Ablation and surgery for liver metastases

MSK surgeons often do ablation along with liver surgery to resect metastases. This approach lets us remove tumors that other hospitals may consider inoperable (it cannot be operated on). For example, we use this approach for metastases that are in both sides of the liver.

Benefits of ablation for liver metastases

Ablation may:

  • Lower the chances of cancer coming back if there is liver metastases we cannot completely remove.
  • Help you live longer if metastases comes back after surgery, chemotherapy, or both.
  • Be a good option instead of surgery for people who are too sick to have an operation.

What to expect during a liver ablation procedure

You will get anesthesia (medicine to make you sleep) before your ablation.

Your interventional radiologist will do this procedure through a small nick in your skin. They will put special needles through an incision (cut) in your skin. These needles deliver the treatment right to the tumor.

An ablation procedure often takes about 2 to 3 hours.

Your interventional radiologist will use imaging to guide the needle into the tumor. Imaging can include:

MSK sometimes uses a positron emission tomography (PET) computed tomography (CT) scan to target liver tumors. This imaging technology can make ablation even more accurate.

MSK researchers are looking at ways to sample tumor tissue for biomarkers, which are early markers of disease. These biomarkers may help MSK liver metastases experts predict how well ablation will work.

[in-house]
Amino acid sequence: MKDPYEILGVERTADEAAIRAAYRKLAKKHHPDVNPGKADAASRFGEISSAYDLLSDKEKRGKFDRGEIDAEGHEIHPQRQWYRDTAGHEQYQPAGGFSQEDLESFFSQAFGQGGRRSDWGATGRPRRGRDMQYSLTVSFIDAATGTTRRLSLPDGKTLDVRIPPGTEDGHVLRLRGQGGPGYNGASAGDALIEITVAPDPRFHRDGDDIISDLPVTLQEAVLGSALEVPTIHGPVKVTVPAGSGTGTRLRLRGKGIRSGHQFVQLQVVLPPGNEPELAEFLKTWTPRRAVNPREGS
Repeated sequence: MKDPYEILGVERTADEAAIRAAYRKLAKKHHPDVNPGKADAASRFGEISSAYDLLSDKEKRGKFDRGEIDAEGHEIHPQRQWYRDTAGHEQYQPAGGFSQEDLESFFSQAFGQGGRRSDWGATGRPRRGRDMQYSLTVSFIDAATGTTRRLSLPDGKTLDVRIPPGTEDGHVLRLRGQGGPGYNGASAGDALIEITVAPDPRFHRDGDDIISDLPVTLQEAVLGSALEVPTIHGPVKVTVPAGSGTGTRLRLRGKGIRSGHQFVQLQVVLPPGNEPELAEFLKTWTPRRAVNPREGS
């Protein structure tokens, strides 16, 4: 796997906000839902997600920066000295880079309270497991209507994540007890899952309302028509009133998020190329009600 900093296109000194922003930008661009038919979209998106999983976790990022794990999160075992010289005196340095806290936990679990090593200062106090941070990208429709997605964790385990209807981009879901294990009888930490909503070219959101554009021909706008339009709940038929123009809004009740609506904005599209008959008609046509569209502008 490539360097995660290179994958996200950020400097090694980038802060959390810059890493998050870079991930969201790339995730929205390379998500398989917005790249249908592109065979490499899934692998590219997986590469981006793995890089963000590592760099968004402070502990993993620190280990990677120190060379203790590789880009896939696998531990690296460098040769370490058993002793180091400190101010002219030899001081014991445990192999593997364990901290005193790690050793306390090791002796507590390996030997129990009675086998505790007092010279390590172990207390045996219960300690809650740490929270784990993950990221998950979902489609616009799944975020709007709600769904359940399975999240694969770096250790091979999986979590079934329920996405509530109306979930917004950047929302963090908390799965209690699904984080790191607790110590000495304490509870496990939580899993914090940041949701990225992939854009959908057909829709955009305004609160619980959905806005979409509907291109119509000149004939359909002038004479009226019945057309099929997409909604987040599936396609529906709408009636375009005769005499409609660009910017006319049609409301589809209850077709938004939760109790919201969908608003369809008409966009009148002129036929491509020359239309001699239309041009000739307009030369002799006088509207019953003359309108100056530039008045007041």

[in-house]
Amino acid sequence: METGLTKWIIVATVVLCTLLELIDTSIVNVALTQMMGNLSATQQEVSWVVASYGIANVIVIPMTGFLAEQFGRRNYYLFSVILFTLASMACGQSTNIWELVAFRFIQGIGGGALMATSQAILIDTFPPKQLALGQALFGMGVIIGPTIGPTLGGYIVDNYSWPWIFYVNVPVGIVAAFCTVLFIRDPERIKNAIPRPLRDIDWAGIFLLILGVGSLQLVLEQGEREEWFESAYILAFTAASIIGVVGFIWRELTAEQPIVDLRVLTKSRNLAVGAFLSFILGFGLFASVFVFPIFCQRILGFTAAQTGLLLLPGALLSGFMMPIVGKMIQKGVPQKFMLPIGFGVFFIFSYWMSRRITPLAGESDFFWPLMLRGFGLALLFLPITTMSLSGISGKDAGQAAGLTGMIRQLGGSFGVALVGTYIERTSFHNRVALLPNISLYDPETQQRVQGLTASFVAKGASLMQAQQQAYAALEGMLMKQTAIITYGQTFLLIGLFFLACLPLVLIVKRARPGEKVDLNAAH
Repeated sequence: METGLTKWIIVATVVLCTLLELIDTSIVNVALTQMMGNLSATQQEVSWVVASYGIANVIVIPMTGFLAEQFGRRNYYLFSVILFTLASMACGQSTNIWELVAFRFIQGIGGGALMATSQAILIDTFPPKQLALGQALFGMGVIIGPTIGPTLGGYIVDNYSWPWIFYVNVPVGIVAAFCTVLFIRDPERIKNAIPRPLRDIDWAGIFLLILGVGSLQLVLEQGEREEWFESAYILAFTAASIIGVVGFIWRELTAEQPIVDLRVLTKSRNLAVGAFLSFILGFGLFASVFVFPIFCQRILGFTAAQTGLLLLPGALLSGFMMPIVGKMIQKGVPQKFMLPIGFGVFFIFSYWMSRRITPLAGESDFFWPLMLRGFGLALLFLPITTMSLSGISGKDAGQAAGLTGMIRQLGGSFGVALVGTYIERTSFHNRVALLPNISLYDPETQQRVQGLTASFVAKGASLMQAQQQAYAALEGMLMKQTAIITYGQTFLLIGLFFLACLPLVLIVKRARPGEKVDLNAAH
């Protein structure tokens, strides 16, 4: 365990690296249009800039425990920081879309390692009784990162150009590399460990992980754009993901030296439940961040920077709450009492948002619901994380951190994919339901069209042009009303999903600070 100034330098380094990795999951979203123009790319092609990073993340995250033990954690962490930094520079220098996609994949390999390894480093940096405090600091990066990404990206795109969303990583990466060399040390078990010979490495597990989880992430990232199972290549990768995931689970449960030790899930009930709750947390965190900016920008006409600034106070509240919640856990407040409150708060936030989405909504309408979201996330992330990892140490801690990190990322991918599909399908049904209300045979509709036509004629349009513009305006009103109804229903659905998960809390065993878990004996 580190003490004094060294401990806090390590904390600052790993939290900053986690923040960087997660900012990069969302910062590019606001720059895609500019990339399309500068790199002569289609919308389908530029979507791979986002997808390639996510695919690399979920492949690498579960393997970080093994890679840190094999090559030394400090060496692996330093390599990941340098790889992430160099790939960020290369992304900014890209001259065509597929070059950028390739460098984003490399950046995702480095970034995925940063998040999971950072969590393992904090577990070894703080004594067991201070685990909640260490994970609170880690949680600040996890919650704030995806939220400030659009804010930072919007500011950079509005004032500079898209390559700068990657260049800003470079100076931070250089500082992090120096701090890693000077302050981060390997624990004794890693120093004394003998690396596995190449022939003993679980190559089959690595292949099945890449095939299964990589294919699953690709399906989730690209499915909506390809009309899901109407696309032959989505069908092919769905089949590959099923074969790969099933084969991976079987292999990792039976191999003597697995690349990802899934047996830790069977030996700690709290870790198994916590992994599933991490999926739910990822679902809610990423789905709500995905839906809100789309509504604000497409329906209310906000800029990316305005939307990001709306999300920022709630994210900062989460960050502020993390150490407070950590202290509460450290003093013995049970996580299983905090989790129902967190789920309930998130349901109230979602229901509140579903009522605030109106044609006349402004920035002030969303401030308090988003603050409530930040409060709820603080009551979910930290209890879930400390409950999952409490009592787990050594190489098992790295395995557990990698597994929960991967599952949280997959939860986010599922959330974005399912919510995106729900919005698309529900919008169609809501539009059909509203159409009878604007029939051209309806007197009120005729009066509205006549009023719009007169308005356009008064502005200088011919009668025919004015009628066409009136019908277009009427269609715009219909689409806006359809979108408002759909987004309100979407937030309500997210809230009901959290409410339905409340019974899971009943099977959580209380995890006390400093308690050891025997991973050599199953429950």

Radioembolization (SIRT) for liver metastases

Our interventional radiologists are experts in radioembolization (RAY-dee-oh-EM-boh-lih-ZAY-shun), also known as selective internal radiation therapy (SIRT).

Radioembolization is a type of radiation therapy. Radioembolization is sometimes a good treatment for people with liver metastases.

SIRT is best for people with:

  • Liver metastases.
  • Liver metastases that surgery cannot remove.
  • Tumors that keep growing or do not respond to chemotherapy.

Radioembolization can sometimes shrink tumors so much they can be removed with surgery or ablation.

Research shows that doing SIRT along with chemotherapy may control liver metastases for longer periods of time. It’s also safe for people who already had several treatments for liver metastases.

How is SIRT done?

Your interventional radiologist will thread a small catheter (thin flexible tube) in your hepatic artery. Then, they will inject (put) tiny radioactive beads (loaded with yttrium-90 or Y90) in the catheter. These beads deliver a very high dose of radiation directly to the tumor’s blood supply.

SIRT delivers internal radiation therapy very close to the liver tumor over a few days. Because the beads are very close to the tumors, the radiation only affects the area near the tumor. The beads do not harm the part of the liver that does not have a tumor. That liver tissue gets blood from the portal vein.